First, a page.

Thomas O. Stanley
Thomas “Tom” Stanley was born in 1927 in South Orange, New Jersey. Tom himself was not able to join the U.S. Navy until shortly before V-E Day, but his older brother, Edmund “Ted” Stanley, served in the U.S. Army throughout the war. Ted was awarded a Bronze Star Medal and Purple Heart for his service with the 175th Infantry in France and Belgium.
During World War II, Tom’s mother volunteered as a nurse’s aide and his father served as an air raid warden. One of his cousins from Germany was captured by the Allies and imprisoned in a POW camp in Colorado. Tom’s personal World War II experience was that of a teenager living on the home front.
After the war, Tom pursued a successful career in technology at RCA Corporation’s David Sarnoff Research Center in Princeton, New Jersey. He was instrumental in helping develop the Capacitance Electronic Disc (CED) concept, which lead to the VideoDisc.
In 1992, Tom moved to the Eastern Shore of Maryland, where he was involved with several civic and educational organizations. He lived by the motto: “Listen to diverse voices / Seek new ideas / Embrace variety / Resist stereotypes / Respect diversity / Explore outward / Educate yourself.”
Tom Stanley died at his home in Oxford, Maryland, on January 18, 2019 at the age of 91, just four months after he participated in this interview.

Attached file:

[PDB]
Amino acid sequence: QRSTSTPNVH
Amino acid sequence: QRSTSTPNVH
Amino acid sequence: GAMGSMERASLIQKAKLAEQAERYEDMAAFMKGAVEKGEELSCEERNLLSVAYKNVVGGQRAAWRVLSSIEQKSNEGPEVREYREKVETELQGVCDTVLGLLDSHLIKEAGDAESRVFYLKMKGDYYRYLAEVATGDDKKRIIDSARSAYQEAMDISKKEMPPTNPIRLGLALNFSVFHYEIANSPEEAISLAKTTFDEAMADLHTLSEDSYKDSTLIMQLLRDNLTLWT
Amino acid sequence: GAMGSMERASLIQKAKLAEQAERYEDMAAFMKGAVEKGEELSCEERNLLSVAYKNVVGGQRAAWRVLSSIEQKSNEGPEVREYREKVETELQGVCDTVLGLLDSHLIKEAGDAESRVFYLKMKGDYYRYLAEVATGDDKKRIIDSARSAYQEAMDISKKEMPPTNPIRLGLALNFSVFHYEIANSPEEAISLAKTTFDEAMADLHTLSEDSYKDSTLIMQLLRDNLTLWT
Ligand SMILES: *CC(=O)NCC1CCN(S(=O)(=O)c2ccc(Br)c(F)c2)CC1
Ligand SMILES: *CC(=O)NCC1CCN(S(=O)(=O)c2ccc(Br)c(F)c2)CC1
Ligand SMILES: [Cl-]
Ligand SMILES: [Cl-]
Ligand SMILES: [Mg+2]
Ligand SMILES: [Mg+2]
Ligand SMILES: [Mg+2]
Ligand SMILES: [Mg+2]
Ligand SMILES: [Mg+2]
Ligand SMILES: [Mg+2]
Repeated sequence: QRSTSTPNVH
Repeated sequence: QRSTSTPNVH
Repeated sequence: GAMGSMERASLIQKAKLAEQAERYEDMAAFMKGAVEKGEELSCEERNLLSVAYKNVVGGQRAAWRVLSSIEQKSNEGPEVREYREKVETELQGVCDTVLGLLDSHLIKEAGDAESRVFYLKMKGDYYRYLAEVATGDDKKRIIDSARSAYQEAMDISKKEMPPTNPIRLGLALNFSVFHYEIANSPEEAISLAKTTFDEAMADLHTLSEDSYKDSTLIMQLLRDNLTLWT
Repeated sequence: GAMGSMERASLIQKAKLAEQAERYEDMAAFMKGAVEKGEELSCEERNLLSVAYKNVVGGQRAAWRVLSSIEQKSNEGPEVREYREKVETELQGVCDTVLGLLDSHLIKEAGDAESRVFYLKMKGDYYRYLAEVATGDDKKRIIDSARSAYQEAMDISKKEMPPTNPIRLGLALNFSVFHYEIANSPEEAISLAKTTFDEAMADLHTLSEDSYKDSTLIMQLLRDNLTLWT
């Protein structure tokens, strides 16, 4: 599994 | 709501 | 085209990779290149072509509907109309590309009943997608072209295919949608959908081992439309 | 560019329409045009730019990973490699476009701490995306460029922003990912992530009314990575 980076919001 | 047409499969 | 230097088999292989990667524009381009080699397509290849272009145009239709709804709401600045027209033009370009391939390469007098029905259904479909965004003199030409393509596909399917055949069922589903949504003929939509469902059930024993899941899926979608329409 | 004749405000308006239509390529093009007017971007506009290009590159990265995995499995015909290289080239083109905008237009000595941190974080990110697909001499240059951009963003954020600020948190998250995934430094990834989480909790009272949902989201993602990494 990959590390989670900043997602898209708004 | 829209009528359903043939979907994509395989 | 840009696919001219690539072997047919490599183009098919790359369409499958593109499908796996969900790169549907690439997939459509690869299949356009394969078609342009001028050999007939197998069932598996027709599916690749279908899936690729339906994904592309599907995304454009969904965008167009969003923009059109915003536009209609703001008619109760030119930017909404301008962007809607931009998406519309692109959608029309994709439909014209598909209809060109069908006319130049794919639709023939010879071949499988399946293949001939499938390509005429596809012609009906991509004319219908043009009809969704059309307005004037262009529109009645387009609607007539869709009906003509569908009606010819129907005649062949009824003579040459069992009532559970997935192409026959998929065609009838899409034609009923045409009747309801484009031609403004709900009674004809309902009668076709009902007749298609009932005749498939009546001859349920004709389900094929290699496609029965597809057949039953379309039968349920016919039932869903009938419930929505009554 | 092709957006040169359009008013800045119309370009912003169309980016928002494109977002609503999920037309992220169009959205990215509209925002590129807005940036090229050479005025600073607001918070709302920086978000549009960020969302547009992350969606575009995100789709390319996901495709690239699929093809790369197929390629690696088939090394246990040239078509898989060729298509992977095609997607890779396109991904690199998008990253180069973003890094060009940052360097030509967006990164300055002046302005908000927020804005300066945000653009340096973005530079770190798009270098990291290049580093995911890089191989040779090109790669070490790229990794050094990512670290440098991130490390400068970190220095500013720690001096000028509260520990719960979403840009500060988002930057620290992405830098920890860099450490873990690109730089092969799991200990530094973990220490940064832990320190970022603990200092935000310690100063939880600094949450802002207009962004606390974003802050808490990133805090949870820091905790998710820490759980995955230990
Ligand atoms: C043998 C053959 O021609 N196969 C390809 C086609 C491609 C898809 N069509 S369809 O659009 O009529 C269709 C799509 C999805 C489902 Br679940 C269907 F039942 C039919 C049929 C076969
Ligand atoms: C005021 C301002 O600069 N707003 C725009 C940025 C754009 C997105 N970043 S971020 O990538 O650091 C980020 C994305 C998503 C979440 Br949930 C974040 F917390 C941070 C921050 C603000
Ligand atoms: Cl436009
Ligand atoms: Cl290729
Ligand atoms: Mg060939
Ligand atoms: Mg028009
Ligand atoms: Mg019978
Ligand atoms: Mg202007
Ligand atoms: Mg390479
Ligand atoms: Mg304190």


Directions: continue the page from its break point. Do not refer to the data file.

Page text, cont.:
The Army Specialized Training Program (ASTP)
Yes, my older brother, Ted, was just old enough to enter the service immediately after turning nineteen. He was a private in the infantry. I think fairly soon [he was] promoted to Private First Class. And because he’d been well educated and clearly intelligent—he was taller than I was but not sort of as beefy, not as strong—he was chosen to be in what was called the Army Special Training Program.
And of course, they had the unflattering song about [it]: [singing] “Your son isn’t over the ocean; your son isn’t over the sea. So, take down your service flag mother, your son’s in the ASTP!” It was regarded as sort of a goof off.
Of course, the tragic thing that happened [was that] the brightest, best educated, most promising recruits were largely in such things as the Army Specialized Training Program. The Germans surprised everybody by invading in the Battle of the Bulge. After initial success—so this was several years, of course, after the war began—[the Germans] made an offensive toward the coast, in the Battle of the Bulge. And so, there was a sudden need of reinforcements and there was one likely pool. [Here] were all these young men right there and they scooped them up. And so, there was a disproportionate casualty rate among the brightest and best-educated of the noncommissioned, anyhow, service people.
Carrying a Clipboard to Avoid Chores During Basic Training
[My brother] Ted was a pretty bright guy. He discovered if he was walking around, he would immediately be nabbed to go dig a hole somewhere or drag something around. And so, he went on—when he had a little bit of leave off the base—he went to hardware store and bought a clipboard. And just when he was on the base, he carried this clipboard. And people would see him with the clipboard and think “Oh, he’s doing something important!” [laughs]. And [they] left him alone.
Cousin Bib from Germany
AG: Tom, you had some family in Germany, didn’t you? Can you tell us about that?